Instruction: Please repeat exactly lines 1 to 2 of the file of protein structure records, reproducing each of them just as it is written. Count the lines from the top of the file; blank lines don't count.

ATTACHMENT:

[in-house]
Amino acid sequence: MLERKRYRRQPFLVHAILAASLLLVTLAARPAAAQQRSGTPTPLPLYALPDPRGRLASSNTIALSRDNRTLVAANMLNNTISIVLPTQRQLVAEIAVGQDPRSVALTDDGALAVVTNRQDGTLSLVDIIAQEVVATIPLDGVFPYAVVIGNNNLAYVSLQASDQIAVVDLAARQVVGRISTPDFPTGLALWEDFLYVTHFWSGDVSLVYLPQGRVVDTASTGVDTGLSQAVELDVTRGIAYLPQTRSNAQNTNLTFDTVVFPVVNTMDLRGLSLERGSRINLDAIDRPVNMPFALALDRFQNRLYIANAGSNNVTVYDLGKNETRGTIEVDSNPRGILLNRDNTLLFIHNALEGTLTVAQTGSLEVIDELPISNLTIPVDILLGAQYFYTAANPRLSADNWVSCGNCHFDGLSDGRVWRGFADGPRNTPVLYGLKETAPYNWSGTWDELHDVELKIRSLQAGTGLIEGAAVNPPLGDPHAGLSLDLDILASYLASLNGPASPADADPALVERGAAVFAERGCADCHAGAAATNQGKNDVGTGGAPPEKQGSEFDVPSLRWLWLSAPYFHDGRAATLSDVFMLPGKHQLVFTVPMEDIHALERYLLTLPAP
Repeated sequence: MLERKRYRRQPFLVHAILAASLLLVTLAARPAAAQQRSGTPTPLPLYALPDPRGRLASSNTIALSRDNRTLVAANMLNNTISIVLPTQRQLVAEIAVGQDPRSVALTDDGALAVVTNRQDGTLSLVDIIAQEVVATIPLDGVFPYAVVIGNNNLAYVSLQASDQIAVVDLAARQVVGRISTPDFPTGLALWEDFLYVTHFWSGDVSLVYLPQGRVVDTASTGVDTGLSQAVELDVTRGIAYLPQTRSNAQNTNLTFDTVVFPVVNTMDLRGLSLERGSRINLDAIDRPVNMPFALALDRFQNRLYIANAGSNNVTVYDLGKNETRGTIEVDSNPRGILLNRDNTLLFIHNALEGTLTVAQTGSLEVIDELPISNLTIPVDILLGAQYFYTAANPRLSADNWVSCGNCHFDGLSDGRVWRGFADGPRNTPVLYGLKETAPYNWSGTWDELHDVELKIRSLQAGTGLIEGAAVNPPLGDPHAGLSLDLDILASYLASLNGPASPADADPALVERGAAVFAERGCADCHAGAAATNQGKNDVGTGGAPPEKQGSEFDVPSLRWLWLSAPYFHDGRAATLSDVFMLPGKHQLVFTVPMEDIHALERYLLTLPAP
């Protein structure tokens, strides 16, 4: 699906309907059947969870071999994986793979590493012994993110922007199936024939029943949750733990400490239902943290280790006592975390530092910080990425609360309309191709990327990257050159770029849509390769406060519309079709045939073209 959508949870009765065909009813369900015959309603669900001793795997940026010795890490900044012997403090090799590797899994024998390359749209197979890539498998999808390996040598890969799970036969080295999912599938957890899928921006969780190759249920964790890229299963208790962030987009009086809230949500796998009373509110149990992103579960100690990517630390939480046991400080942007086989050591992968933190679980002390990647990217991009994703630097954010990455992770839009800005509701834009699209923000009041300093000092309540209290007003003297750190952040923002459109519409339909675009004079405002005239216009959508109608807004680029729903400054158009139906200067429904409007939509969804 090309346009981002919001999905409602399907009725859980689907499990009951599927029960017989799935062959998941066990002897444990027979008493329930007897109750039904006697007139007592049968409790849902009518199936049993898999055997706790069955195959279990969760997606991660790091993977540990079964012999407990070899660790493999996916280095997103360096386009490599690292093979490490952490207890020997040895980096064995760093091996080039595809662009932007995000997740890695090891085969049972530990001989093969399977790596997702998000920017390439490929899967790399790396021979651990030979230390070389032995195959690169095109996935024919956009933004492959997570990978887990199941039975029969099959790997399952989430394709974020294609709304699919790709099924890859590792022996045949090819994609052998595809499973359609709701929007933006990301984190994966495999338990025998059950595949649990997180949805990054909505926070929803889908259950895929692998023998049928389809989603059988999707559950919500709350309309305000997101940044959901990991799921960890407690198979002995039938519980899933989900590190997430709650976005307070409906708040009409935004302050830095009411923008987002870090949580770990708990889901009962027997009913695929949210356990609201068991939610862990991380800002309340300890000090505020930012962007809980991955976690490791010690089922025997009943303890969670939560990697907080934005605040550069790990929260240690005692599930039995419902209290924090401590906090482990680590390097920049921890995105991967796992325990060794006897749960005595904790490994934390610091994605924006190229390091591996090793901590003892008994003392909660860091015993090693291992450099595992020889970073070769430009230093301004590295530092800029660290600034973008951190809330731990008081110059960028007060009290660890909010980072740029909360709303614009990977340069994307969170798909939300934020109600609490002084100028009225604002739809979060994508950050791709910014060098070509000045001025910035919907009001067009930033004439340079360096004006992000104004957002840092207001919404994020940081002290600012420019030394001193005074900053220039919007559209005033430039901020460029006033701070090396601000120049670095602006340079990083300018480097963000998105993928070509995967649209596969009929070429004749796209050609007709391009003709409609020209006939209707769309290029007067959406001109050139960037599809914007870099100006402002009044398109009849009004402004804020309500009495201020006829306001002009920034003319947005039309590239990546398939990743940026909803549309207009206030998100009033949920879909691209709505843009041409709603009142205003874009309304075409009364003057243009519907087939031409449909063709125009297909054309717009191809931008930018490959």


[in-house]
Amino acid sequence: MLERKRYRRQPFLVHAILAASLLLVTLAARPAAAQQRSGTPTPLPLYALPDPRGRLASSNTIALSRDNRTLVAANMLNNTISIVLPTQRQLVAEIAVGQDPRSVALTDDGALAVVTNRQDGTLSLVDIIAQEVVATIPLDGVFPYAVVIGNNNLAYVSLQASDQIAVVDLAARQVVGRISTPDFPTGLALWEDFLYVTHFWSGDVSLVYLPQGRVVDTASTGVDTGLSQAVELDVTRGIAYLPQTRSNAQNTNLTFDTVVFPVVNTMDLRGLSLERGSRINLDAIDRPVNMPFALALDRFQNRLYIANAGSNNVTVYDLGKNETRGTIEVDSNPRGILLNRDNTLLFIHNALEGTLTVAQTGSLEVIDELPISNLTIPVDILLGAQYFYTAANPRLSADNWVSCGNCHFDGLSDGRVWRGFADGPRNTPVLYGLKETAPYNWSGTWDELHDVELKIRSLQAGTGLIEGAAVNPPLGDPHAGLSLDLDILASYLASLNGPASPADADPALVERGAAVFAERGCADCHAGAAATNQGKNDVGTGGAPPEKQGSEFDVPSLRWLWLSAPYFHDGRAATLSDVFMLPGKHQLVFTVPMEDIHALERYLLTLPAP